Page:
This is is a very rare treat. Driving a right-hand drive car at very satisfying speeds on the familiar, that is left, side of the road. It's the southern tip of the Dark Continent itself. South Africa, deeply beautiful despite all the ugliness of thought visited upon it in the past. Should I be feeling uncomfortable about driving in something so new and shiny and covetable, as I pass by pedestrians out in the country who think nothing of a 15-mile walk? Maybe not; people seem to love the Jaguar, judging by their waves and smiles.
What, then, is it? The embodiment of gorgeousness, if that rather arrogant, élitist and tedious ad campaign is to be believed. This "gorgeous" idea does seem to make sense in itself, though, not least because Jaguar can't go the hard-edged, clinical, technical route of the Germans because we all know Jaguar's brand values are warmer, more emotive than that. But neither can Jaguar retreat into the warm womb of history any more. It has done retro for too long.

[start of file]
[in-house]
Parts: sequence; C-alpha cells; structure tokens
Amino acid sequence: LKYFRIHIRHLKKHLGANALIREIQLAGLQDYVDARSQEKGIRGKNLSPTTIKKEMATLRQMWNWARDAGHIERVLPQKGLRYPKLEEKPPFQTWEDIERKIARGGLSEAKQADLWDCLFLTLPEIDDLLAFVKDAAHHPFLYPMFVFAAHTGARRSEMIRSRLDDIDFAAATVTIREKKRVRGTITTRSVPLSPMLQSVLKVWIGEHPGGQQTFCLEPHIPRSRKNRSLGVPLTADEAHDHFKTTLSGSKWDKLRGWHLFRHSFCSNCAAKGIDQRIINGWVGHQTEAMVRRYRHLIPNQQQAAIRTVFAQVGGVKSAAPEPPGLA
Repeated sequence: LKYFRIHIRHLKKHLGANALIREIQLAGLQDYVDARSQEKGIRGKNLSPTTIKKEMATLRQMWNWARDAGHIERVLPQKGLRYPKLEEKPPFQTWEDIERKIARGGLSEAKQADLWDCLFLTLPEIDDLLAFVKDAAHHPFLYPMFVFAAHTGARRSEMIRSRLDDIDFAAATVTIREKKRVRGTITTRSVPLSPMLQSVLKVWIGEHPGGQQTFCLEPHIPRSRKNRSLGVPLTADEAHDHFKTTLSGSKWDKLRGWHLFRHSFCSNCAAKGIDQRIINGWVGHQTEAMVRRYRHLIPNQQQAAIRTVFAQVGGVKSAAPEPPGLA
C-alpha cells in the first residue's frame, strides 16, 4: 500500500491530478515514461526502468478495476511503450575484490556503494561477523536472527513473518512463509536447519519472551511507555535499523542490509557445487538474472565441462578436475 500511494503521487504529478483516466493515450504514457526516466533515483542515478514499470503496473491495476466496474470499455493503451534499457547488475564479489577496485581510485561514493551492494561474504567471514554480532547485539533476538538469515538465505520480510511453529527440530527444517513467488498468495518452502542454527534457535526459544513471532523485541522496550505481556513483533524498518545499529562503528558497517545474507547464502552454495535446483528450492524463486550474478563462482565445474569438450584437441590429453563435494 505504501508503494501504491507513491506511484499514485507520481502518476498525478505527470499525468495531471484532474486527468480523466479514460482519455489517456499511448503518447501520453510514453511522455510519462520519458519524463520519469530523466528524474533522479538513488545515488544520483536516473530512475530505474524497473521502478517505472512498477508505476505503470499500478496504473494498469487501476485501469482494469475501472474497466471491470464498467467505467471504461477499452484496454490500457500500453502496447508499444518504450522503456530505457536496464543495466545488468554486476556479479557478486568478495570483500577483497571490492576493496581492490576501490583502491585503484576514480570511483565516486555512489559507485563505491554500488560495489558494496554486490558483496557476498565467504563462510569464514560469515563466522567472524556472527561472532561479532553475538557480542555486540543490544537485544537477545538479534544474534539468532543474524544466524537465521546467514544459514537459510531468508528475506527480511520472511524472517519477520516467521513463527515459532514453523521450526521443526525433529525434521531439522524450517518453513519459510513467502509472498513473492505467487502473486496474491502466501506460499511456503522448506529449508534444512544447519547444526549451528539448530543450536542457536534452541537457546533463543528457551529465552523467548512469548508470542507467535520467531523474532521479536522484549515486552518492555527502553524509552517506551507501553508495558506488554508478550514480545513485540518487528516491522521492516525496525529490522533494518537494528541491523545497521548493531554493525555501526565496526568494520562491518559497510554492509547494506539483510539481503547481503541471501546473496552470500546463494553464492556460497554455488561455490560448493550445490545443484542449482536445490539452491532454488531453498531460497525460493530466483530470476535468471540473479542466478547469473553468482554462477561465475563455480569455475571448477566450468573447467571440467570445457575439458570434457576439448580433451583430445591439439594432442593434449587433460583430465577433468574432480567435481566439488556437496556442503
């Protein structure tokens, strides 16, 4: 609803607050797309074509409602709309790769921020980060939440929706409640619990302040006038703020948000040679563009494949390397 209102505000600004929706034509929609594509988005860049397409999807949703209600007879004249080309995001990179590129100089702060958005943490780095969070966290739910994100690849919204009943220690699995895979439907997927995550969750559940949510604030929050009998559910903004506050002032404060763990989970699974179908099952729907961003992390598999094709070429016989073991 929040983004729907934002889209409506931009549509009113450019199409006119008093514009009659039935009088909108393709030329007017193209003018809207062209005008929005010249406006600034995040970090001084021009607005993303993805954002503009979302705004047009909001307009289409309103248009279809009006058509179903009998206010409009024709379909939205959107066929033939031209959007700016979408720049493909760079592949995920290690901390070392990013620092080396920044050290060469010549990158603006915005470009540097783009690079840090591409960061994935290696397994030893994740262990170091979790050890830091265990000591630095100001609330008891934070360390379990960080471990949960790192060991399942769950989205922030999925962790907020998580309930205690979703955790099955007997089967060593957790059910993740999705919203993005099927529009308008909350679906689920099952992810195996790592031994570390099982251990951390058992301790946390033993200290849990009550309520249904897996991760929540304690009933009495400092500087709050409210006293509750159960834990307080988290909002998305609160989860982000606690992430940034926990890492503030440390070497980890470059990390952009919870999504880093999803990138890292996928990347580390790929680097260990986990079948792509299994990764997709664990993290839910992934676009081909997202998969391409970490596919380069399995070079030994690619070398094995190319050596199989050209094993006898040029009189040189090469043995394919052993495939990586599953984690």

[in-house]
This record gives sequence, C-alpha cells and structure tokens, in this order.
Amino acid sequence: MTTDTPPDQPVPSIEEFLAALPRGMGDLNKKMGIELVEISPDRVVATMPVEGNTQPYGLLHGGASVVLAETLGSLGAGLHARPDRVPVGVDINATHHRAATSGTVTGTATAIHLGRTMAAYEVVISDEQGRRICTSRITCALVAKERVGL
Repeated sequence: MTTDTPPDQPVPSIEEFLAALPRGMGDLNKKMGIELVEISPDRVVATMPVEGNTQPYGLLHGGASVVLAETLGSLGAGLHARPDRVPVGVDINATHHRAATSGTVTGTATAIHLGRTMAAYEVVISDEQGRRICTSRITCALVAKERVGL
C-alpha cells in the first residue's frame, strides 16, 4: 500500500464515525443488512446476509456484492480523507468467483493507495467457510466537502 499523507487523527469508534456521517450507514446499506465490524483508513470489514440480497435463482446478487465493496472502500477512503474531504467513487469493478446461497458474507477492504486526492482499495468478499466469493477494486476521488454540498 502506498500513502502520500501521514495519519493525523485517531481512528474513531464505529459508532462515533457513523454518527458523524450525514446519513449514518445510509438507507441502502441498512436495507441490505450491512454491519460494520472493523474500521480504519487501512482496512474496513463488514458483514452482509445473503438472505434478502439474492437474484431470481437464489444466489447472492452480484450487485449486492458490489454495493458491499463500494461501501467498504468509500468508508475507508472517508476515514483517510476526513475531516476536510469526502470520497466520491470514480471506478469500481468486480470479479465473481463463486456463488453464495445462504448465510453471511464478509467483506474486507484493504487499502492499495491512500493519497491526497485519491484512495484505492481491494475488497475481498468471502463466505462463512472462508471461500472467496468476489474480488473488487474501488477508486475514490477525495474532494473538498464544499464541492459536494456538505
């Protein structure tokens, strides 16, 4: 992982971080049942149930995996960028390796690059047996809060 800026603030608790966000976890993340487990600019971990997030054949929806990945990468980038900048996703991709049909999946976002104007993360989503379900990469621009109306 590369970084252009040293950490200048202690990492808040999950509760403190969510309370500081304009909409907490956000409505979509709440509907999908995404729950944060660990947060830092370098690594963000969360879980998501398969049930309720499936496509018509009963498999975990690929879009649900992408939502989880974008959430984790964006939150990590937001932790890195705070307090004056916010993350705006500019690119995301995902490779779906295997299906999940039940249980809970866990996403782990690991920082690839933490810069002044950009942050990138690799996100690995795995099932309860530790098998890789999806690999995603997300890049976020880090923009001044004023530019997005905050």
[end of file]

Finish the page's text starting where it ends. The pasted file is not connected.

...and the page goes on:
The XK is the first taste of the new attitude, an attitude which has to be keen and forward-looking because otherwise Jaguar (known within the corridors of Ford US power as "the English patient") will die.
Besides, there was never anything retro about an E-type or an early XJ6. Jaguar design didn't fall back on its past then; it merely looked to what had gone before to give a visual continuity with what came next. The new XK is designed to reactivate that approach, so it has the open, oval mouth of the D-type racing car and the E-type and the XK8 that it replaces, but it has edges and tautness where once lay voluptuousness, and feline qualities all of its own.
In the metal, all of it aluminium (which is how the XK manages to be 90kg lighter than the XK8), it does look pretty good. I wasn't so sure when I first saw the XK, though. The shape is lovely, no doubt about it, especially at the rear quarters where the metal is stretched over the rear wheels then drawn sharply in behind them into a tapered tail. Viewed from the front three-quarter, the XK looks lithe and compact in way defiant of the true measurement. But the lights are fussy - the designer Ian Callum says they introduce a deliberate note of discord to make you notice them - and there's bright jewellery across the side intakes, and between the rear lights, which is superfluous.